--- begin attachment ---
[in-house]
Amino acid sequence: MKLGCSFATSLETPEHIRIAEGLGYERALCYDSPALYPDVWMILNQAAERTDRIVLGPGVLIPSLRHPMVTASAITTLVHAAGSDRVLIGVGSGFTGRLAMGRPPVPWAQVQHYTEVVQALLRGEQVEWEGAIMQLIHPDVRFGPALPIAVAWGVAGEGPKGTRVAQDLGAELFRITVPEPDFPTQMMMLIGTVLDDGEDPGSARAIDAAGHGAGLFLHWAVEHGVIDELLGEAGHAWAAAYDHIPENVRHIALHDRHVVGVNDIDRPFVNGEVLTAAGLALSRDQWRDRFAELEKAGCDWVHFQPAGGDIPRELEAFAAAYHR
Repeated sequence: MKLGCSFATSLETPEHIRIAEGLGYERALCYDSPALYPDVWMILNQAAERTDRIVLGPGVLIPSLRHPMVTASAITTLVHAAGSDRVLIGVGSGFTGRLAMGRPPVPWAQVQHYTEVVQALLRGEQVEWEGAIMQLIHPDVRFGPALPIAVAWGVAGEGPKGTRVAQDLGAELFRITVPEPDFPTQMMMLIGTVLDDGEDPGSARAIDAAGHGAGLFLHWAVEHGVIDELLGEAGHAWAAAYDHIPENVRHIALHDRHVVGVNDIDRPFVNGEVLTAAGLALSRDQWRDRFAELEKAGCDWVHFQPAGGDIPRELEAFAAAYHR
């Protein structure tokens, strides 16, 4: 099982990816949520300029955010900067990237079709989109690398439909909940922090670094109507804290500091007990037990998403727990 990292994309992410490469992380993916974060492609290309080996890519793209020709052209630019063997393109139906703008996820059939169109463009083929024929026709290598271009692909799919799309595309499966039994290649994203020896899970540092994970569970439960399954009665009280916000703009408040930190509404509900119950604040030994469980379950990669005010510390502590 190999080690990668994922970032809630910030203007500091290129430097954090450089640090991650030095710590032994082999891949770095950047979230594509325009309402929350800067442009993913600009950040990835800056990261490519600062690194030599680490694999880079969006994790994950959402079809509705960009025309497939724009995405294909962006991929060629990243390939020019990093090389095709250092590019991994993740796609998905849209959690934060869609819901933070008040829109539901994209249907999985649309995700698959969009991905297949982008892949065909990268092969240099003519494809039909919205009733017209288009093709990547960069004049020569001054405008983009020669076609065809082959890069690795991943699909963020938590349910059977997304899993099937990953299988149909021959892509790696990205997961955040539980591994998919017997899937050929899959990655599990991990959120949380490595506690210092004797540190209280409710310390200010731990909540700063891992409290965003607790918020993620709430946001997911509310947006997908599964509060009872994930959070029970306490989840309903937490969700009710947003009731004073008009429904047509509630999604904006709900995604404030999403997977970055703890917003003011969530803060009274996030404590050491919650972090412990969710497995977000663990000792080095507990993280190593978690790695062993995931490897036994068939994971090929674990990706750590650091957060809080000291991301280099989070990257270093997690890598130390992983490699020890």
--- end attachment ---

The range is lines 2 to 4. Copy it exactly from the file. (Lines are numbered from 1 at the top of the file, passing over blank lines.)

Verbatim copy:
Amino acid sequence: MKLGCSFATSLETPEHIRIAEGLGYERALCYDSPALYPDVWMILNQAAERTDRIVLGPGVLIPSLRHPMVTASAITTLVHAAGSDRVLIGVGSGFTGRLAMGRPPVPWAQVQHYTEVVQALLRGEQVEWEGAIMQLIHPDVRFGPALPIAVAWGVAGEGPKGTRVAQDLGAELFRITVPEPDFPTQMMMLIGTVLDDGEDPGSARAIDAAGHGAGLFLHWAVEHGVIDELLGEAGHAWAAAYDHIPENVRHIALHDRHVVGVNDIDRPFVNGEVLTAAGLALSRDQWRDRFAELEKAGCDWVHFQPAGGDIPRELEAFAAAYHR
Repeated sequence: MKLGCSFATSLETPEHIRIAEGLGYERALCYDSPALYPDVWMILNQAAERTDRIVLGPGVLIPSLRHPMVTASAITTLVHAAGSDRVLIGVGSGFTGRLAMGRPPVPWAQVQHYTEVVQALLRGEQVEWEGAIMQLIHPDVRFGPALPIAVAWGVAGEGPKGTRVAQDLGAELFRITVPEPDFPTQMMMLIGTVLDDGEDPGSARAIDAAGHGAGLFLHWAVEHGVIDELLGEAGHAWAAAYDHIPENVRHIALHDRHVVGVNDIDRPFVNGEVLTAAGLALSRDQWRDRFAELEKAGCDWVHFQPAGGDIPRELEAFAAAYHR
């Protein structure tokens, strides 16, 4: 099982990816949520300029955010900067990237079709989109690398439909909940922090670094109507804290500091007990037990998403727990 990292994309992410490469992380993916974060492609290309080996890519793209020709052209630019063997393109139906703008996820059939169109463009083929024929026709290598271009692909799919799309595309499966039994290649994203020896899970540092994970569970439960399954009665009280916000703009408040930190509404509900119950604040030994469980379950990669005010510390502590 190999080690990668994922970032809630910030203007500091290129430097954090450089640090991650030095710590032994082999891949770095950047979230594509325009309402929350800067442009993913600009950040990835800056990261490519600062690194030599680490694999880079969006994790994950959402079809509705960009025309497939724009995405294909962006991929060629990243390939020019990093090389095709250092590019991994993740796609998905849209959690934060869609819901933070008040829109539901994209249907999985649309995700698959969009991905297949982008892949065909990268092969240099003519494809039909919205009733017209288009093709990547960069004049020569001054405008983009020669076609065809082959890069690795991943699909963020938590349910059977997304899993099937990953299988149909021959892509790696990205997961955040539980591994998919017997899937050929899959990655599990991990959120949380490595506690210092004797540190209280409710310390200010731990909540700063891992409290965003607790918020993620709430946001997911509310947006997908599964509060009872994930959070029970306490989840309903937490969700009710947003009731004073008009429904047509509630999604904006709900995604404030999403997977970055703890917003003011969530803060009274996030404590050491919650972090412990969710497995977000663990000792080095507990993280190593978690790695062993995931490897036994068939994971090929674990990706750590650091957060809080000291991301280099989070990257270093997690890598130390992983490699020890």